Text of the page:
Congratulations to Shashwat Deepali Nagar (PhD) and Ajay Bharadwaj (MS) who were recognized as the 2021 Outstanding Students in Bioinformatics at Georgia Tech. Each student received a monetary award funded by the J. Leland Jackson Endowed Fellowships Fund in Bioinformatics. Students were selected for demonstrated excellence in their academic studies and their bioinformatics research.
Shashwat Deepali Nagar
Shashwat is a graduating PhD student in Bioinformatics, working in the Jordan Lab on understanding the impact of ancestral origins on health disparities. His research at Georgia Tech demonstrates that using information on ancestral origins has the potential to improve health outcomes for diverse populations in developing countries as well as underserved minorities in developed nations.
Ameliorating health disparities – avoidable differences in health outcomes between population groups – is both a social imperative and a pressing scientific challenge. Even though genes and environmental factors work together to affect health outcomes, health disparity research programs tend to be siloed with a narrow focus on either genetic or environmental contributions to health differences among groups. There exists a tremendous yet unmet opportunity to overcome biases via a more inclusive research design that focuses on diverse genomic cohorts. Population biobanks already rich in genomic diversity can be leveraged to explicitly addresses the role of genetic ancestry in influencing health outcomes. Shashwat’s work highlights the utility of considering population genomics and ancestral origins concurrently with environmental factors in health disparities research to identify more targeted alleviation strategies. This can be the first step towards health equity.
During his five years in graduate school, Shashwat has maintained a GPA of 4.0 and has also done summer internships at the Mayo Clinic (2017) and Regeneron Pharmaceuticals (2020) to gain experience in an applied setting. His work at Regeneron during Summer 2020 was selected for an organization-wide project showcase where six intern projects were highlighted out of hundreds. In addition, he traveled to Medellín, Colombia in Summer 2019 to work with collaborators at GenomaCES.
Including some publications in preparation and under review, Shashwat will have 17 publications upon graduation in December 2021. He has also given 10 professional talks at conferences. According to Professor King Jordan, “Shashwat is a truly outstanding and exceptional student who is absolutely deserving of this award. He is the rare bioinformatics student who is equally adept at both software development and data analysis (applied bioinformatics). He is equal parts brilliant and hardworking, and he also happens to be a genuinely nice guy who spends a great amount of time supporting the work and studies of other students.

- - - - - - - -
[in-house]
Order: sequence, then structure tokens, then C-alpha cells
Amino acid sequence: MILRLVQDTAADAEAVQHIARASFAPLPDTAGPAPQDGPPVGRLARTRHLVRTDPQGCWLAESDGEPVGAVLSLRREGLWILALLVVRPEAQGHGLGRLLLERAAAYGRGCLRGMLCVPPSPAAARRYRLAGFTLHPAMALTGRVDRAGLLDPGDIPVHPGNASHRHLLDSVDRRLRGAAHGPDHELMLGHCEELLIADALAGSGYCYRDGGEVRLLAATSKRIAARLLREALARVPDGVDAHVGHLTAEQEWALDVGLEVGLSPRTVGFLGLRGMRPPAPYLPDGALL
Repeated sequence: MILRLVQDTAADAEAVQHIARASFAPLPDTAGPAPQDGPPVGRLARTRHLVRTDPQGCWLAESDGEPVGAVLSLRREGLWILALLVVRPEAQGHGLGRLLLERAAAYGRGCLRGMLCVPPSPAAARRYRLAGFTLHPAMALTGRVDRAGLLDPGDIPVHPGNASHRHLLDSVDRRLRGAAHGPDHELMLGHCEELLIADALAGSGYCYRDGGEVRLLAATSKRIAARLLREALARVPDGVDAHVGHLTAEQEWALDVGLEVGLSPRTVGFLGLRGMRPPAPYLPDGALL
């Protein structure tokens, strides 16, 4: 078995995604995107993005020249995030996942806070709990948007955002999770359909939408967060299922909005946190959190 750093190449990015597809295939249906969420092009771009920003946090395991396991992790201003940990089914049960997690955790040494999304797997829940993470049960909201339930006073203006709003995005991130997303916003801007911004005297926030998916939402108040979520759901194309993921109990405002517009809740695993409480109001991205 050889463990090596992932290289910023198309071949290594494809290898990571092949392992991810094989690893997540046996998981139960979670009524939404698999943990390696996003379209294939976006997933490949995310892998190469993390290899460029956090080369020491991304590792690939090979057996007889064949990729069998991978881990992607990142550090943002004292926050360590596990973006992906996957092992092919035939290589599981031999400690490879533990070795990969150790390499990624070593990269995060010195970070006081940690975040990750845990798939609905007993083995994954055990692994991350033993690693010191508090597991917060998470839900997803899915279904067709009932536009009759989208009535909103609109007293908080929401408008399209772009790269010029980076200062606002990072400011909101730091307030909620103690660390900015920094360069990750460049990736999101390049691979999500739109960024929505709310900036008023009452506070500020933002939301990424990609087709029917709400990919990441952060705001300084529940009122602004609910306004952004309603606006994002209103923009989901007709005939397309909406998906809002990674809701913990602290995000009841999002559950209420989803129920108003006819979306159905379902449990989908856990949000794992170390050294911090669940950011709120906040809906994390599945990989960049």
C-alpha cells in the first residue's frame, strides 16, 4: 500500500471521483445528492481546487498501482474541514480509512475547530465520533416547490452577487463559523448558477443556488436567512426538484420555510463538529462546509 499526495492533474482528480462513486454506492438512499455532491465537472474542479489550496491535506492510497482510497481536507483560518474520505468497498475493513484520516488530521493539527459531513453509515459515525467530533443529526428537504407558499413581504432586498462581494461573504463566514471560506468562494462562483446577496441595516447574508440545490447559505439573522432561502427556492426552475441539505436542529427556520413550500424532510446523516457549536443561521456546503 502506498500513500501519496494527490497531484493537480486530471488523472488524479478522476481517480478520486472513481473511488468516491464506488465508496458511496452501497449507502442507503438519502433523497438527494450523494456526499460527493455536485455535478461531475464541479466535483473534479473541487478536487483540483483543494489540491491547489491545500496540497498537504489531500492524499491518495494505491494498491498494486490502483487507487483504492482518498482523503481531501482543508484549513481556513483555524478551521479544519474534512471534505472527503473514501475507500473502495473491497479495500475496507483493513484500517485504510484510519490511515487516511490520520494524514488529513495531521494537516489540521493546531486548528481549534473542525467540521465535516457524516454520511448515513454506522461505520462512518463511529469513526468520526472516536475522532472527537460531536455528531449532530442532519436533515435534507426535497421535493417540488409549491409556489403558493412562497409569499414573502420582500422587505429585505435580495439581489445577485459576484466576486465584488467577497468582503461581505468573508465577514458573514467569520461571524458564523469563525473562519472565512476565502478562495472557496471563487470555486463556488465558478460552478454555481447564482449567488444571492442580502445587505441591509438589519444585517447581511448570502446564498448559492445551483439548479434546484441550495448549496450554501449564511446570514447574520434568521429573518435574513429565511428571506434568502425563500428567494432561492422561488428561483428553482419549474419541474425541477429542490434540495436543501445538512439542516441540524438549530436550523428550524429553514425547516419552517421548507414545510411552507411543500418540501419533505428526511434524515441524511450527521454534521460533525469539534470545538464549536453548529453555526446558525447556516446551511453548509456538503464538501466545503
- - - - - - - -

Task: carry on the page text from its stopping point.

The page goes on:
As an MS Bioinformatics student, Ajay has worked in the Lachance Lab, where his research was focused on two important aspects: Building an infrastructure which would enable us to easily study Ancient DNA (aDNA), and using the database to analyze how the complex traits have evolved over time. The former was accomplished during the first semester of his master’s where I built the aDNA database and this was used to answer some interesting questions. As part of my project, Ajay built a pipeline to calculate Polygenic Risk Scores for any trait on the 1000 genomes project, which led him to be a co-author on the manuscript “Do effective population sizes govern differences in telomere length”.
As part of Ajay’s coursework, he completed many projects on RNA and DNA sequencing analysis. As part of the group, he built a pipeline to analyze a foodborne outbreak from real data taken from the Center for Disease Control. With these projects, he learned how to effectively work in a group setting, and learned all the necessary bioinformatics skills that would help him thrive in the industry. During the summer, Ajay was a paid computational toxicology intern at Vertex Pharmaceuticals, where he worked on a project to “predict pathology based on molecular markers.”
Ajay has maintained a 4.0 GPA throughout the MS Bioinformatics program. Professor Joe Lachance says, “Ajay’s research requires an ability to come up with creative solutions to data storage and access, he has done exceptionally well in this regard. He is an intelligent student who isn’t afraid to ask questions and come up with his own solutions to problems. Ajay stands out in his enthusiasm and eagerness to learn and take on new challenges. He is someone who jumps at the chance to help out, and has helped train an undergraduate, as well as double check the work of other members of my research team.”